Although event attendance is open to anyone, he was primarily speaking to NHS staff, in conversation with national clinical director Jason Leitch.
The health secretary faced several questions on staff shortages and workload in a return to pre-Covid activity.
The Scottish Government will drive NHS recruitment, he said, and gave an “absolute commitment” that staff mental wellbeing would be prioritised.
He said: “I'm not just simply going to say, look, this is our plans to increase what we're doing over the next five years, without providing the NHS resource for it, and when I say the NHS I mean our people.
“We can’t ask the same cohort and cadre of people to do even more than they're doing, and what they have done over the last 15 months.
“We’ve got to make sure that we’re recruiting more now and that’s one of the commitments we have made already.
“We will recruit, we have to recruit. I think we've got to take care of our staff too, and our terms and conditions will be hugely important.”
Mr Yousaf said staff mental wellbeing would be at the “forefront” of the Scottish Government’s consideration.
“I give you an absolute promise, an absolute commitment, that if we are setting ambitious targets for remobilisation and recovery, redesign of the NHS, which we are committed to doing, then your mental wellbeing – and your physical health –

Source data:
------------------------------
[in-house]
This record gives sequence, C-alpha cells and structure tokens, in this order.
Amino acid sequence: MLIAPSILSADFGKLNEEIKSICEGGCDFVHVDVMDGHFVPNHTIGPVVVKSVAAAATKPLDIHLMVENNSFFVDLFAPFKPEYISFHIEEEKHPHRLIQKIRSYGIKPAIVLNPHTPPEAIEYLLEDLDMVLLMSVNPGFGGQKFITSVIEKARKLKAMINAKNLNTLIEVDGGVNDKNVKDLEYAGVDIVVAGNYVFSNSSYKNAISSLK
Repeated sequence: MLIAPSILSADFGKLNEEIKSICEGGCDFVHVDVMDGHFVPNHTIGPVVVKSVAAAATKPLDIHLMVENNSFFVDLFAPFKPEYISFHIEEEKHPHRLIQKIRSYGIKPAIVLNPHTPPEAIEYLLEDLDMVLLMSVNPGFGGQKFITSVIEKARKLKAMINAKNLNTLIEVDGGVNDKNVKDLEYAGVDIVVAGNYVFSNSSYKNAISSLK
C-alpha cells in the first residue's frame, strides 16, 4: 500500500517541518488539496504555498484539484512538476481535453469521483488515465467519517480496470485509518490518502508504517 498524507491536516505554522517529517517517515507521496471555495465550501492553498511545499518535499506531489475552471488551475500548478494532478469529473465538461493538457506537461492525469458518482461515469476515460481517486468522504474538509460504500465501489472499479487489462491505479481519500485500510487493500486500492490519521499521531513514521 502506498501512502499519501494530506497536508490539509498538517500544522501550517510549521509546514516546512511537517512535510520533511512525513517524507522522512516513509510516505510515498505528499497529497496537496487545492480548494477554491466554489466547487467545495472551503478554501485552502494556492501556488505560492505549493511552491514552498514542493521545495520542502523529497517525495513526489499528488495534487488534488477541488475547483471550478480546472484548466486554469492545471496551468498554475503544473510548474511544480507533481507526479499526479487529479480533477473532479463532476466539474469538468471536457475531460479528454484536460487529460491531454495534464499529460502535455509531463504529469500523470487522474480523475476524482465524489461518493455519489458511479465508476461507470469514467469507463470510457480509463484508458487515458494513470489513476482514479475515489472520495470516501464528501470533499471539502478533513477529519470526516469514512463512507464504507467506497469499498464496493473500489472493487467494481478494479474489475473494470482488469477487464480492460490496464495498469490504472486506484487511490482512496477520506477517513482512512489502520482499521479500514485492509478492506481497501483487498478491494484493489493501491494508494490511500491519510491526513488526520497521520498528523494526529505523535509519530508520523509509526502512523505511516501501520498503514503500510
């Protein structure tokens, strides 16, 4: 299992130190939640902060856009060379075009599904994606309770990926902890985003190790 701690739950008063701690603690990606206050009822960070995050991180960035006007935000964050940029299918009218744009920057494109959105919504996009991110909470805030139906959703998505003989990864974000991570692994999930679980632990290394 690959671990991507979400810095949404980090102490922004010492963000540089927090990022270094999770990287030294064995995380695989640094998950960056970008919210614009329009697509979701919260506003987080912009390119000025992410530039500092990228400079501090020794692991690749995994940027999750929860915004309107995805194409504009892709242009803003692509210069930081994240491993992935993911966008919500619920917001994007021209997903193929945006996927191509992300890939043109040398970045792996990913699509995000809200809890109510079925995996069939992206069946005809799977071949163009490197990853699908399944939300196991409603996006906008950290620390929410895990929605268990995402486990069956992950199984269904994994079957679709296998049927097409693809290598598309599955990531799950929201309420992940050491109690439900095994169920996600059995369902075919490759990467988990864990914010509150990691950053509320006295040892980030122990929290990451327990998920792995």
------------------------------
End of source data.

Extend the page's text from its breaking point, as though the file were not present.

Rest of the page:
will be at the forefront of our consideration.
“We're not going to ask you to do more, to meet certain targets, if we can’t step up to the plate in relation to your mental health. Our workforce are so important.”
Mr Yousaf opened up about his appointment as health secretary, admitting the role “never crossed his mind” before he was approached.
He was “convinced” Nicola Sturgeon would ask him to continue in his role as justice secretary after the May election, he said, and did not believe he would be given the larger responsibility of health.
The health secretary revealed Ms Sturgeon told him not to “panic” when she assigned him to health, adding that he did not at first believe her assessment that he would be good at it.
“I was actually quite convinced that I would be staying in justice,” he said.
“I thought I'd done a fairly decent job, but I also thought there was still some unfinished business that I had in justice, that I wanted to get back to.
“It just didn't cross my mind that it would be given this level of responsibility.”
Mr Yousaf said part of his surprise was due to him suffering from imposter syndrome.
He added: “It's a huge honour to be entrusted with it. And I just want to make sure I do the best I possibly can.”